Decorating & Design

January 13, 2009

Curtains 101

In this article:
Why cover your windows?
Where to hang curtains?
Light drapery styles
Pleating styles

Why cover your windows?


All window coverings have an insulating effect. The heavier the fabric, the greater the insulating factor. In cold climates, thick lined fabrics will help to keep chilly drafts out.

Light control

Window coverings let you control how much natural light is let in and at what time of day.

Noise dampening

Coverings made of fabric will help absorb noise both inside and out. High levels of absorption are possible when using soft and generous amounts of fabric.


Window coverings can frame a beautiful view or hide an unpleasant one.


Window coverings should work with the existing style of the room in which they’re applied; they can also help add colour and texture to a space.

Where to hang curtains?

You can control the visual scale of windows with these hanging techniques:

To reflect actual window size

Mount curtains or shades inside window recess.

To widen window

Mount covering outside window frame and/or use low tiebacks.

To narrow window

Use high tiebacks.

To add height to window

Mount covering above window frame.

Light drapery styles

Rod pocket

This is the most common style of drapery. A rod is inserted into a casing that has been stitched at the top of the panel. The fabric is gathered along the rod so that fabric flows gracefully downward.

Tab top

Tabs are stitched to the top of the drapery panel and fed through a rod for hanging. Tabs can be the same fabric as the drapery or made of a different material such as rope or ribbon. An affordable choice, but one drawback is the tabs don’t always open or close smoothly and can bunch up on the rod.


This style of drape covers the lower half of a window up to the sill, allowing natural light in at the top while providing privacy. Café drapes can conceal a bad view without entirely blocking out the light. They work well in rooms with a more casual look, like kitchens and bathrooms.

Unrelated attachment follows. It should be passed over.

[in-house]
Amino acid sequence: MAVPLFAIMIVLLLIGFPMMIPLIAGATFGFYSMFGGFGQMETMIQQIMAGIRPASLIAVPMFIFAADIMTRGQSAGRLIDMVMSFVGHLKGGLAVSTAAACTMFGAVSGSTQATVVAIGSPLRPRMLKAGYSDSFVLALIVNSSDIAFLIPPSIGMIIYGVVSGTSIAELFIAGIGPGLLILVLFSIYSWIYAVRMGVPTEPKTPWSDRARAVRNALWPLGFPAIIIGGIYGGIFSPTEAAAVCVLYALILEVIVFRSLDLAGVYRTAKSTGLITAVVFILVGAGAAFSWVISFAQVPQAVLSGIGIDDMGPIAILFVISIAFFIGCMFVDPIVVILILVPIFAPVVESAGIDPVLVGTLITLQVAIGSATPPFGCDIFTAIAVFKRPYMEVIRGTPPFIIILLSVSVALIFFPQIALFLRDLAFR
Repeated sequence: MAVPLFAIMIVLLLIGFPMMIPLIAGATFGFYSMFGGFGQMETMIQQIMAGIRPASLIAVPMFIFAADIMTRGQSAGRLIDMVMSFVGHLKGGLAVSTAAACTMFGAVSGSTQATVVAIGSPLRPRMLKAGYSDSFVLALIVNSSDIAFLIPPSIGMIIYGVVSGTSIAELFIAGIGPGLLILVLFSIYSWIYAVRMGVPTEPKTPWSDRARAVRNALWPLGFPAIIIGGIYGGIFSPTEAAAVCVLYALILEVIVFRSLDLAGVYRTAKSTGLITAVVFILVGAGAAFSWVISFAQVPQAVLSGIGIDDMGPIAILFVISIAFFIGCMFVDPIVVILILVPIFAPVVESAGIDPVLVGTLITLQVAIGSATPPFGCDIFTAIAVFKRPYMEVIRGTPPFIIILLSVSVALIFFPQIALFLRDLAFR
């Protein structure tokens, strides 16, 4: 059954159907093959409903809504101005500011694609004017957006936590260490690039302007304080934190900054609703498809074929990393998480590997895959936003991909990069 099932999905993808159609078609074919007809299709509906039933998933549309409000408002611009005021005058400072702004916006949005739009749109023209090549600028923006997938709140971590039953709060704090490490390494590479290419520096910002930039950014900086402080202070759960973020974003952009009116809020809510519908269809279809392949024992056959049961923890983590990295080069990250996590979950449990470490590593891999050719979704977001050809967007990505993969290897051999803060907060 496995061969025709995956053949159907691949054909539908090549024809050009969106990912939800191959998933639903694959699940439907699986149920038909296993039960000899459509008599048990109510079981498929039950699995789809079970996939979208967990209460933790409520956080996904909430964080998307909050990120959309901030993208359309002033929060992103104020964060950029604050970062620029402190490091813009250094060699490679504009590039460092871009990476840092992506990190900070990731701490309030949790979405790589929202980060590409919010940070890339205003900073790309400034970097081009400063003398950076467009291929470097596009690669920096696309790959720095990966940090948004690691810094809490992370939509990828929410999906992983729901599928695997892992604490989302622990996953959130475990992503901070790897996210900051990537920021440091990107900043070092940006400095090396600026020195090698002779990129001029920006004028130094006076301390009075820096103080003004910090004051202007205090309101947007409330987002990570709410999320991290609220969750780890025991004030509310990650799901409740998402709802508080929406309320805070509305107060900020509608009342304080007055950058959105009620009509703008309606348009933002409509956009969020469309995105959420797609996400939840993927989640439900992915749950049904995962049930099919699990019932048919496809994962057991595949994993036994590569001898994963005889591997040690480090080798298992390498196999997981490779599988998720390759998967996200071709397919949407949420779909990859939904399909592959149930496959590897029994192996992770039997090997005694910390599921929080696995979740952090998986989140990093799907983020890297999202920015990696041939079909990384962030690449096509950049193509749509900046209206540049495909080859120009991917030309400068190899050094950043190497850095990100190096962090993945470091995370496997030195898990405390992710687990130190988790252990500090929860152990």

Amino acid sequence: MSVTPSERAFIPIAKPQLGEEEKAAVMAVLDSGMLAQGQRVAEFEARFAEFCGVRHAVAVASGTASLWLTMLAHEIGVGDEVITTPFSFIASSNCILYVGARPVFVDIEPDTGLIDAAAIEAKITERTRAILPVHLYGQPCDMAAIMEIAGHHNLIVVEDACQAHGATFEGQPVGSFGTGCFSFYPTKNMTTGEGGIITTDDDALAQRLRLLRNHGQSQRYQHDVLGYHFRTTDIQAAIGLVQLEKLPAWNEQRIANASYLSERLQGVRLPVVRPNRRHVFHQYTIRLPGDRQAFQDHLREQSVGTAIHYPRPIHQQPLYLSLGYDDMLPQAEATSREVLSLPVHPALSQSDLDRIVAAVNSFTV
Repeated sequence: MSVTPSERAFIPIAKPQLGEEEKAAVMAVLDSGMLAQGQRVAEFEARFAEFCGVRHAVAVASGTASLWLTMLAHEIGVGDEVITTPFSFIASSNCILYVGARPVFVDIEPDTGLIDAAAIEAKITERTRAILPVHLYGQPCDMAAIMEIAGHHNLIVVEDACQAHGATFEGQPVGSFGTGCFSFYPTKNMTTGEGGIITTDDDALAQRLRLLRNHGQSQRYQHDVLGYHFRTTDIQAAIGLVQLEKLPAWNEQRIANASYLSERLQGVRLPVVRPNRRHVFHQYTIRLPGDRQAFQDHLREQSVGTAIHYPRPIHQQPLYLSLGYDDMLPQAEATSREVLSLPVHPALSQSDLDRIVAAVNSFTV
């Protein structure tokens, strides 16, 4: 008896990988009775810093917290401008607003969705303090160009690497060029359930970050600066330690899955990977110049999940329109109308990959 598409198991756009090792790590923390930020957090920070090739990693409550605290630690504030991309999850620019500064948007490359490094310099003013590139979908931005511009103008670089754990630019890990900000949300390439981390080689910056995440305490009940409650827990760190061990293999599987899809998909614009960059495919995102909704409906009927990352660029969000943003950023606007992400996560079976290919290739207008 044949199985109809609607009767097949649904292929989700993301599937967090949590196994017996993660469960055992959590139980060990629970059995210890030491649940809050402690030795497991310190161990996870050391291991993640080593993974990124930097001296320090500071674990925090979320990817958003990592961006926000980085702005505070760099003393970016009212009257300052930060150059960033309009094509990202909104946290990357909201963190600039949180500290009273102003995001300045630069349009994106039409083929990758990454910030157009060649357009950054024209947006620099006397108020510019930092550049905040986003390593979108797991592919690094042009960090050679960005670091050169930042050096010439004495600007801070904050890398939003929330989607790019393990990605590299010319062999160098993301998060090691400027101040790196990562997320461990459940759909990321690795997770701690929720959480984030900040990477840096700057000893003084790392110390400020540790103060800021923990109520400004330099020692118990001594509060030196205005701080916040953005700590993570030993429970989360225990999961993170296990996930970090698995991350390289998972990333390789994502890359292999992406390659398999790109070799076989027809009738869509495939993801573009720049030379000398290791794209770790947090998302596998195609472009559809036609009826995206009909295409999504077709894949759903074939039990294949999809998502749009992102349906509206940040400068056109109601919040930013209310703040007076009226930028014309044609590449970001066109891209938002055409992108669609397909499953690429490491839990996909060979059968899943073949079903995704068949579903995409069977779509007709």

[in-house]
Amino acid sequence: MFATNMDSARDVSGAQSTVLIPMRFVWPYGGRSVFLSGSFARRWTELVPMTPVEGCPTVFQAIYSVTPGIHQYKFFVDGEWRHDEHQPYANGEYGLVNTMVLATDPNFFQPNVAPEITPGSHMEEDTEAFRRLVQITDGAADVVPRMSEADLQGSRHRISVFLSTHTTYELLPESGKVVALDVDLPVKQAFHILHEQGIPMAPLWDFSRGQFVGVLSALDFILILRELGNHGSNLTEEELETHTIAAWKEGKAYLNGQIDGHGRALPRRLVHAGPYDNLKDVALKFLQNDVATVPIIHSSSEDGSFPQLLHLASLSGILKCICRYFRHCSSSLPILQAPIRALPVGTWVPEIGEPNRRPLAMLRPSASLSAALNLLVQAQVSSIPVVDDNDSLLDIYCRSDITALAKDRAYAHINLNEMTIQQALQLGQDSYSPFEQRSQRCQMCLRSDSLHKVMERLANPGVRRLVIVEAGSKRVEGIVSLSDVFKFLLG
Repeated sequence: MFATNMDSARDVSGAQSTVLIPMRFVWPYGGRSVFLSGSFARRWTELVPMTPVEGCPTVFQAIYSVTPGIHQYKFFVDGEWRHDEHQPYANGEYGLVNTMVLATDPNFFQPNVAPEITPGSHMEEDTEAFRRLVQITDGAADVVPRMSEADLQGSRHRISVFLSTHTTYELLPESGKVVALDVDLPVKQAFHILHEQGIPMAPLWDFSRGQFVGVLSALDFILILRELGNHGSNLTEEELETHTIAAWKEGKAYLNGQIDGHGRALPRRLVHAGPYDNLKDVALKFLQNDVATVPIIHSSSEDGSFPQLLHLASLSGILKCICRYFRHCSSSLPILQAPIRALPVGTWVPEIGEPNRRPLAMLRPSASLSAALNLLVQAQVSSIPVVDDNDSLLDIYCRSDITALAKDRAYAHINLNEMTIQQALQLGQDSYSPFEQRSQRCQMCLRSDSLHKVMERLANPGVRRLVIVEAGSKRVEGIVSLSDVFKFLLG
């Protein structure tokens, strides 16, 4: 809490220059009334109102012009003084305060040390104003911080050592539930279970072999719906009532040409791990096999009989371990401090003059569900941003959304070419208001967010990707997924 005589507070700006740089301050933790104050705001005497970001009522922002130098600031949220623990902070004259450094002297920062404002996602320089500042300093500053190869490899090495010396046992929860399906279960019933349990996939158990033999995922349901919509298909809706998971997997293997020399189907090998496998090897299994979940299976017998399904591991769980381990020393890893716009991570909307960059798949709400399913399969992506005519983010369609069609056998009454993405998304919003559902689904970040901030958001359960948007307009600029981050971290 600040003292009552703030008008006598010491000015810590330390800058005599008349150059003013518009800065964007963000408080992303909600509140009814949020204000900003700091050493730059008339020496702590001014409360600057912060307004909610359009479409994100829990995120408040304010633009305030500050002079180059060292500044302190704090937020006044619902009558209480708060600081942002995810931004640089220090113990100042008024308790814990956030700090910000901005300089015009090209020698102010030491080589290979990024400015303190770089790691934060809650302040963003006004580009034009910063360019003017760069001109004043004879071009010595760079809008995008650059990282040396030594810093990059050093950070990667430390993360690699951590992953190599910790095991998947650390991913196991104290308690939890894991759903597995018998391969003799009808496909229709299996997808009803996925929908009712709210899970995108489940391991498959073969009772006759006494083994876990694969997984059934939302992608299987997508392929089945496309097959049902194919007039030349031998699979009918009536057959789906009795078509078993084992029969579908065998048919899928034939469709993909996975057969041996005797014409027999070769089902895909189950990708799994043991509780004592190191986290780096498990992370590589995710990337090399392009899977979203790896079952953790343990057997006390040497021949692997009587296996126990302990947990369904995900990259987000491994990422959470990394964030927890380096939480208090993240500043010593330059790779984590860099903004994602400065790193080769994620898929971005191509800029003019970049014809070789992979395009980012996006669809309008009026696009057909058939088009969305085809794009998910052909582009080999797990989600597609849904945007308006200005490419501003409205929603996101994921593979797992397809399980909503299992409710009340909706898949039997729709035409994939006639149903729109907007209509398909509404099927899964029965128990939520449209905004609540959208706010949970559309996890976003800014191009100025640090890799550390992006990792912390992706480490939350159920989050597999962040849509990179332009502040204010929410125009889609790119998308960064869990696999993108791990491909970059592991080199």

Casement style

This type of drape features a casing at both top and bottom and is kept taut to cover the entire window. Fabric can be gathered for a traditional look or left flat for a more modern appearance. As the window is covered, the drape’s casement should be made of sheer fabric, light cotton or linen to allow some light through. Sash style is a variation on this look, with the drapery only covering the lower half of the window and down to the sill.


A variation of the casement style. Drawn in at the centre to form an hourglass shape, this is a casual drapery that should be made from a light fabric that gathers well.

Bishop sleeve

The bishop sleeve drapery is made from ample amounts of fabric; this is a full-appearing style that is never drawn but instead always tied back on each side of the window. The extra length of fabric is then pulled up to make “poufy” bishop sleeves. Various silhouettes are possible. For a slimmer look, fine fabric like silk or polyester should be used. For a more pronounced puffiness, a medium to heavy fabric works best. The tiebacks can be visible or hidden.


Romantic, billowing sheers are great for allowing in maximum natural light while preserving privacy. They can be totally transparent or opaque. A variety of fabrics can be used for this style including silks and polyesters. Colours are typically pastels, with white and cream being the most common. To increase privacy, sheers can be used on a window in combination with a shade.

Pleating styles for heavier drapes

Formal style drapery calls for heavier, richer fabrics while panels are generally floor length. Typically lined with pleated headings, they are attached to a rod using hooks. Pleats are held in place by either stitching or by attaching a gathering or pleater tape to the wrong side of the fabric helping pleats retain their form when drapery is open or closed. Below are the most common styles of drapery pleating.

Pinch pleats

Also known as French pleats, this traditional style of pleating is created by pinching together three folds of fabric which are separated by a flat section between them. Available with single or double pleating, this decorative style of drapery should not be covered up by top coverings.

Pencil pleats

Resembling a row of pencils, small round pleats are stitched or gathered into place. This is a straightforward covering that works well on tall windows where the heading will be deep. Its simplicity makes it appropriate for contemporary interiors.

Goblet pleats

A fancy pleat for formal draperies where simple rounded pleats are fixed at the base of a heading to make a goblet shape. These are similar to single pleats and roundness can be emphasized with padding. This style of drapery should be reserved for formal settings.

Box pleats

A heading made of flat pressed pleats. The clean lines of this covering make it appropriate in modern interiors.